• Gary

    I think the defense will be much improved with Mosquera and a healthy Futty in the middle. Brunner and Jean-Baptiste provide nice depth.

    Lovel Palmer seems to have found a home at Right Back.
    Chabala and Wallace give the team nice attacking options on the left side, but a stronger defensive player could be added here.


  • hush

    Adu?? OOOook. Maybe you felt Adu was goint to be the next Messiah of Futbol or something, but in a U.S jersey he does just fine. So I don’t understand Adu or even Holden on that list. You must have some REAL high expectations for decent U.S players…. remember, we follow USMNT players, not Brazilians. 🙂


  • The Imperative Voice

    “He was a participant in the joint U.S. U-23/U-20 camp held in Duisburg, Germany.” He at least used to be one of THE most important future US prospects. I find it hard to believe MLS teams were ready to fight over lesser kids (“young age”), some of whom have their own injury histories (“past injuries”), in a draft, but wouldn’t want a German-trained prospect who was bigtime enough to have ESPN articles about him.

    My assumption is Portland made loud noises about wanting him and the other teams gentlemanly let him fall. Your excuse is then the allocation order, the injuries, the rotation of the earth.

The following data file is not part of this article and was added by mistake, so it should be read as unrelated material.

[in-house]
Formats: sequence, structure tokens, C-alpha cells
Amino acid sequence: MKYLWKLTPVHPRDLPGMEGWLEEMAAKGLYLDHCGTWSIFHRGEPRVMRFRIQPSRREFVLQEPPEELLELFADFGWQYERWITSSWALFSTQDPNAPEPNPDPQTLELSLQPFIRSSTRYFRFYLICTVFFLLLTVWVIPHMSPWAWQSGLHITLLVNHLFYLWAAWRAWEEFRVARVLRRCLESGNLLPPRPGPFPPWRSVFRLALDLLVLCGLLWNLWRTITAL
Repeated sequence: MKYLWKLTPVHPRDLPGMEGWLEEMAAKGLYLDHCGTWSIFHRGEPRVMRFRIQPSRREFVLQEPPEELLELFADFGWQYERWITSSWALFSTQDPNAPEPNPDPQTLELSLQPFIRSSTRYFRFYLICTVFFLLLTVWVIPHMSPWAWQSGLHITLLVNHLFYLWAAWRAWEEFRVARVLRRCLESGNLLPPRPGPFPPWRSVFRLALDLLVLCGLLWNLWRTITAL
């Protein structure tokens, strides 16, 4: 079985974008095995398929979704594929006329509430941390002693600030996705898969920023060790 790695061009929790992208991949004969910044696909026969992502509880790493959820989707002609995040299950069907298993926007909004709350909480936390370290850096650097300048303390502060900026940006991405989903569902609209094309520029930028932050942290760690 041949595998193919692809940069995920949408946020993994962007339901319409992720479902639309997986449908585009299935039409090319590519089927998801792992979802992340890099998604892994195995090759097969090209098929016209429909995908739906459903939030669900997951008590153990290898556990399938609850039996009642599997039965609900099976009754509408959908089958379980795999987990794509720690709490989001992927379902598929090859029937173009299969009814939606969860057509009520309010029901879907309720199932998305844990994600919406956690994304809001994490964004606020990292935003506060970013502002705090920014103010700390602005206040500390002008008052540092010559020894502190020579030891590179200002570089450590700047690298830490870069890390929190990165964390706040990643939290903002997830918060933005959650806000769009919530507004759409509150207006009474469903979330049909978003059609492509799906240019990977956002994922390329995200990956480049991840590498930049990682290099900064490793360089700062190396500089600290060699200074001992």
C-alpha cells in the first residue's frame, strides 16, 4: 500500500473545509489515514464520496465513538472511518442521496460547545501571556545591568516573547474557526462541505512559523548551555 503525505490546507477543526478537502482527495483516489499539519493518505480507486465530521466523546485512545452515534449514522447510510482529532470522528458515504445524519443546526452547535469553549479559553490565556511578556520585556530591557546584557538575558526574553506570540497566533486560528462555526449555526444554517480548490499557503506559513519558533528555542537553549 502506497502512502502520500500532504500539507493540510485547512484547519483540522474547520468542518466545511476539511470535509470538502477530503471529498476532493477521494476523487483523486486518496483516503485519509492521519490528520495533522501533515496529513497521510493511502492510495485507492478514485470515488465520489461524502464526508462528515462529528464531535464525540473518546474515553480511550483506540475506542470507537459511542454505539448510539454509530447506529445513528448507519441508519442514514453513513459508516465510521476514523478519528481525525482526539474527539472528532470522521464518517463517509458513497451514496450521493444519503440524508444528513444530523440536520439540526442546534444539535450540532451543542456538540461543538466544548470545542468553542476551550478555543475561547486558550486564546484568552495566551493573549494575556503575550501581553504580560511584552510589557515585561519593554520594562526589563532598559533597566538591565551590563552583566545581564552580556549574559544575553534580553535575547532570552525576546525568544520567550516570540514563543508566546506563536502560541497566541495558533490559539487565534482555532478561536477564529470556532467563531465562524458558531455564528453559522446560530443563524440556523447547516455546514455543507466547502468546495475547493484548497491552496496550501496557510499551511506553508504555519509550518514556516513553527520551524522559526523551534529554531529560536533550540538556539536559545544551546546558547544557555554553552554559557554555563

• The Imperative Voice

    You know what makes the most sense here? A modified Eddie Johnson Scenario. Not so much that no one was interested in an absolute sense as that, at the negotiated salary, Portland might have been the only team left interested. Rather than get into the $ the teams then defensively point out he’s been hurt, would cost an allocation, other platitudes. MLS is probably in no mood to publicly debate the allocation process again — particularly when it could be argued they negotiated poorly if only one team will buy at the deal price — and Portland has an incentive to point out no one was picking to defend their argument that they shouldn’t lose their spot in the allocation order.

    This scenario makes more sense than a former wonderboy going nearly undrafted. But it would also be a good argument the allocation process is broken; MLS is overpaying if not many (any?) teams are interested at the agreed salaries.

    IMO Portland or anyone taking an allocation player should lose an allocation even if uncontested because they get a benefit — the player — and the other teams can’t control the price MLS and perhaps one team are (poorly?) negotiating. Should Portland really get a boon from MLS’ crap negotiating?


  • The Imperative Voice

    Step back and think about it a minute though. MLS makes lousy (expensive) deal on once-prized prospect, one team interested, team does not lose draft spot. MLS makes decent deal on cheaper, less desirable player, a few teams are interested, team does lose draft spot. Strikes me as absurd that the fact that a salary might be higher for a more prized prospect, deterring competition, would actually benefit the signing team by letting them retain draft order. They just got this prized prospect, and the fact he was that much a prospect is why presumably he commanded the higher salary. I probably won’t be able to confirm this til the salaries come out, but hey.